Using their teeth, the scientists were able to determine that the girl had either starved for a certain time or had suffered a severe trauma at the age of three.  At the time, the girl was allegedly brought to Cusco by her parents to be prepared for her offering for three years.  The trauma may have been caused by the separation from the parents, either first in Cuzco or already at home.  Then the child would have been brought to the capital by representatives of the theocratic Inca Empire.

Some of the mortal remains of six children examined by Dagmara Socha this year were mummified, if not all.  Other remains are poorly preserved and some have burn marks.  Socha explains that the Incas erected sacrificial platforms in places exposed to lightning.  There is ample evidence that these platforms have been repeatedly hit by lightning.  In the cosmology of the Incas, lightning represented
connections between the various god-worlds (Pachakuna) and the human world.

 While the altitude of the sacrificial sites meant that the sacrificed children were preserved as permafrost corpses, so-called ice mummies, some were indeed very well preserved, this is not always due to the lightning strikes for their clothes.

 According to the Incas, a person struck by lightning was being bestowed with great honor, as a god expressed interest in him.

The mummies studied by the Polish archaeologist are now in a similar state as before their discovery.  The mummies did not have to be moved.  Scientists used X-rays to minimize interference with the remains.  This made it possible to discover also many objects that were given to the children as grave goods: gold brooches for fastening the robes, wooden objects such as ritual cups, but also a gold tube and even petals.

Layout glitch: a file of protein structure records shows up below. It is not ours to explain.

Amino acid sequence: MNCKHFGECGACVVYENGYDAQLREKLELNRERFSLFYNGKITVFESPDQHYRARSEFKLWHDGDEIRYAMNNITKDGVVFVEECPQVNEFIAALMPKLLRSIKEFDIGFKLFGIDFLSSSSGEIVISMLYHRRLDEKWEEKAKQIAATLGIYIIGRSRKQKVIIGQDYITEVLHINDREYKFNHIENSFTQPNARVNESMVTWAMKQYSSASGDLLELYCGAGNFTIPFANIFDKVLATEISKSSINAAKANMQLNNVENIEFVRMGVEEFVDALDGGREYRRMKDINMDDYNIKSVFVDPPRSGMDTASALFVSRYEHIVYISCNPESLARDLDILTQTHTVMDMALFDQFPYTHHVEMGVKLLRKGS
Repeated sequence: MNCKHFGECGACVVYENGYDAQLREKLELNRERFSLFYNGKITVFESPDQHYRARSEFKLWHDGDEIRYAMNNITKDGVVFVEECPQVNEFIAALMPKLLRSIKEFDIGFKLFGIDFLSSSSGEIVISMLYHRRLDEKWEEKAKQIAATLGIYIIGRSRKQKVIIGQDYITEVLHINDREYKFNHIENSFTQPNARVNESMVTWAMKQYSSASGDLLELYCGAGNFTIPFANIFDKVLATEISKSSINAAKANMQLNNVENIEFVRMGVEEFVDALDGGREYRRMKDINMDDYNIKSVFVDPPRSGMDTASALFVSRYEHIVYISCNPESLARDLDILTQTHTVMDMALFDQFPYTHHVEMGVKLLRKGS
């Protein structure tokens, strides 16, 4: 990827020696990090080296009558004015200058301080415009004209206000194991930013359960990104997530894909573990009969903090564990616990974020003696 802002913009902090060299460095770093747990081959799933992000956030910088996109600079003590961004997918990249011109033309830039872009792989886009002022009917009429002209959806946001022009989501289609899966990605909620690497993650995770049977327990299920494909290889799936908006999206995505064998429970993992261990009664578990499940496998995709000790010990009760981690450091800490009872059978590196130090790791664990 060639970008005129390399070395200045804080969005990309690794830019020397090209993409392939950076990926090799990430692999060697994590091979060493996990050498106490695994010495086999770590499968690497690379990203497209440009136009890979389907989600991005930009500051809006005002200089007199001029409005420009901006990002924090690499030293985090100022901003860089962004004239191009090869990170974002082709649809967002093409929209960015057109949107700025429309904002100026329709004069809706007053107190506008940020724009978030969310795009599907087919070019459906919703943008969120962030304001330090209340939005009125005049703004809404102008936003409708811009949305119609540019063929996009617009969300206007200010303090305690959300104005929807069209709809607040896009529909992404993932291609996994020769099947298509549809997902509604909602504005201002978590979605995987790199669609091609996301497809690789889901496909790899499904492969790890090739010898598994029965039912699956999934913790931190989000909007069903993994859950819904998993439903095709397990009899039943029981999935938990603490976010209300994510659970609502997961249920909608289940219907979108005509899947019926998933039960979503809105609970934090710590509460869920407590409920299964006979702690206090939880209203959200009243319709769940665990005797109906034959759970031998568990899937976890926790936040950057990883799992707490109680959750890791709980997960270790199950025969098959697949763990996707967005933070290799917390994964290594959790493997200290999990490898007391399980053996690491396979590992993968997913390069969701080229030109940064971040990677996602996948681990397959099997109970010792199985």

The best-known example of a surviving human sacrifice of the Incas is the boy from El Plomo, who was found in 1954 near the summit of the 5424 meter high Cerro El Plomo in Chile.  At the time of his sacrifice, he was eight years old.  His skin was soft at the time of the discovery, as if he had just passed away.  The sacrifice was almost 500 years back.  The boy then was mummified by being transported to lower altitudes and becomes almost rock hard.

 All in all, 192 sacrificial ceremonial sites have been located on 192 mountains in the former Inca Empire.  So far, 27 surviving human sacrifices of the Capacocha ritual have been discovered on 14 mountains.  All were found over 5400 meters above sea level, which explains their conservation.

The Capacocha ritual was part of the religiously motivated state cult in the Inca Empire.  The boy of El Plomo was sacrificed after 1483, when central Chile was incorporated into the Inca Empire, and before 1533, when the Spaniards reached the area and put an end to the human sacrifices.

 
 Coronica (1615): human sacrifice on the mountains

 According to the scientists, the children were stunned with coca leaves and fermented drinks before being "buried" alive.  At least in the high-altitude sacrificial sites, they quickly froze, largely maintaining the squatting posture in which they had to sit.  In this position they were then worshiped - eerily scary - like living dead.